David Bourget (Western Ontario)
David Chalmers (ANU, NYU)
Rafael De Clercq
Jack Alan Reynolds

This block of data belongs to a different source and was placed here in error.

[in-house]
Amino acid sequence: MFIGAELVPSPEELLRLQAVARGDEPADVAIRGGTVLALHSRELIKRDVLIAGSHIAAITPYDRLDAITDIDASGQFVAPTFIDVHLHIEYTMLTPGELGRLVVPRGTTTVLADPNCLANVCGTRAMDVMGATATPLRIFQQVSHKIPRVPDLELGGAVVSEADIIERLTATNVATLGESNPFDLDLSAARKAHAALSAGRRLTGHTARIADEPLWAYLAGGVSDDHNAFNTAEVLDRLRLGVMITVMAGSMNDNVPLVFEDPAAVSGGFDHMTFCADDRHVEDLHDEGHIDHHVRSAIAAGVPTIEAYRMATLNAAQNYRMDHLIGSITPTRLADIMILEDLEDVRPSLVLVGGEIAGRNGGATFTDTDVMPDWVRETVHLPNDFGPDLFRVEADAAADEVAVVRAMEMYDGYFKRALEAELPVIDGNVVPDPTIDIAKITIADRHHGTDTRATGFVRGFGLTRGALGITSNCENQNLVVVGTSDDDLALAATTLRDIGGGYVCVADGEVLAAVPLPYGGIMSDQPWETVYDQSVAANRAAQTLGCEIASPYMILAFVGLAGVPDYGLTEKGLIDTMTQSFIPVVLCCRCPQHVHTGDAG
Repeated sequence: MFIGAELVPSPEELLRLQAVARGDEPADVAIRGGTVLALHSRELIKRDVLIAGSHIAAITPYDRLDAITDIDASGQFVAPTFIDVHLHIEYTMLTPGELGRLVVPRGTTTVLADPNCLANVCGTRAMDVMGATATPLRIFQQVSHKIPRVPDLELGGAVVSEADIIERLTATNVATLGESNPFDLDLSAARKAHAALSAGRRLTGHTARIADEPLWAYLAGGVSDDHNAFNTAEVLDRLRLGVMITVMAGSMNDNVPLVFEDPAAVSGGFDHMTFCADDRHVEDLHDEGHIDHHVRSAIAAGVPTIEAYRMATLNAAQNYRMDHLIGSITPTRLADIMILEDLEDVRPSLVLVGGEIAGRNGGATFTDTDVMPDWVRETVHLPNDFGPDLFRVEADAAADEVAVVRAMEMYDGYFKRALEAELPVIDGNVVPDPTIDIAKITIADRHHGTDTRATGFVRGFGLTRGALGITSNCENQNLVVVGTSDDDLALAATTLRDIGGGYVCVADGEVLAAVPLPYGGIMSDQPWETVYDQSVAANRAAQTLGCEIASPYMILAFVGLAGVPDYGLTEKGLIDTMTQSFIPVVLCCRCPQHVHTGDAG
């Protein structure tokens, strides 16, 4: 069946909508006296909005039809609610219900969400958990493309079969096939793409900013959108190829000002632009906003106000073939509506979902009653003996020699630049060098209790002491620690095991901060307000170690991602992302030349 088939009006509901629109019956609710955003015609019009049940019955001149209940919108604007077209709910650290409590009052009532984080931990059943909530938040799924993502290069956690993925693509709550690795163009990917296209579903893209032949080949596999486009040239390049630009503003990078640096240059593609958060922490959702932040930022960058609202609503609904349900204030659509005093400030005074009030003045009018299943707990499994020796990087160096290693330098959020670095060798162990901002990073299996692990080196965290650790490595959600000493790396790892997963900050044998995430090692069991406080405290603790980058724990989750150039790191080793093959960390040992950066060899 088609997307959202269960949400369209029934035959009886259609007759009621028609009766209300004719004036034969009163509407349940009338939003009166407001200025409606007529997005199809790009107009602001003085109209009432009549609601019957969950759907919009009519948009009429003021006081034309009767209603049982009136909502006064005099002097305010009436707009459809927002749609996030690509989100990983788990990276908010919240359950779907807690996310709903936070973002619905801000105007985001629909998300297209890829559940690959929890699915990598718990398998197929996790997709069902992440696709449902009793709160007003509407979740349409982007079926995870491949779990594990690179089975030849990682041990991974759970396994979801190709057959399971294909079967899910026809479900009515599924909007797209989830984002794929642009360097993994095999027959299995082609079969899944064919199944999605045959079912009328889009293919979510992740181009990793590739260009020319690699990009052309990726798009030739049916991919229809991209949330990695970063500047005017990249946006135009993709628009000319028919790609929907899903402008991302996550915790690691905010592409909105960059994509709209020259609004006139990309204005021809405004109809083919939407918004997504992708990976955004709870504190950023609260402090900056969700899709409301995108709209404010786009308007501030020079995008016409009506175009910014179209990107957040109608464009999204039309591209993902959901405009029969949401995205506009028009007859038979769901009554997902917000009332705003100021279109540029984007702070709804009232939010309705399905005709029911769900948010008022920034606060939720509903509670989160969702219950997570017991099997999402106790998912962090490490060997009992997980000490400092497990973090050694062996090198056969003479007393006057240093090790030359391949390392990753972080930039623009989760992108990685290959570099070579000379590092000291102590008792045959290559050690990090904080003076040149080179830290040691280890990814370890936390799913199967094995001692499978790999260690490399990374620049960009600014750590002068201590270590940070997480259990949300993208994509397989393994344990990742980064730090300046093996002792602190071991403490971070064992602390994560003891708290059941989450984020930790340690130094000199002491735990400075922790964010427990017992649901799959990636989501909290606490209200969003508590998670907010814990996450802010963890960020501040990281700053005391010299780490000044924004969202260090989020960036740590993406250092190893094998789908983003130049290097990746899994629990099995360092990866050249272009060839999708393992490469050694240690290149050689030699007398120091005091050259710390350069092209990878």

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In “The Nature of the Atonement”, Eleonore Stump explores the problem of human sin that the atonement is meant to solve, helpfully uncovering important adequacy conditions for theories of atonement. She then uses those conditions to critically evaluate Anselmian and Thomistic theories of atonement, arguing (among many other interesting things) that the Thomist has a leg up on the Anselmian when it comes to the atonement-motivating problem of human sin (pp.11-12 of ms.). I argue for two claims in what follows. First, Stump’s two seemingly independent “further problems” for theorists of atonement (discussed in the penultimate section of her paper) in fact reduce to a single challenge, which suggests a strategy for future theorizing about the atonement. Second, Stump’s case that the Thomist outperforms the Anselmian on the problem of human sin is weaker than it initially appears. As we’ll see, Stump’s own account of shame implies that the Anselmian’s difficulties on this front are less serious than she thinks
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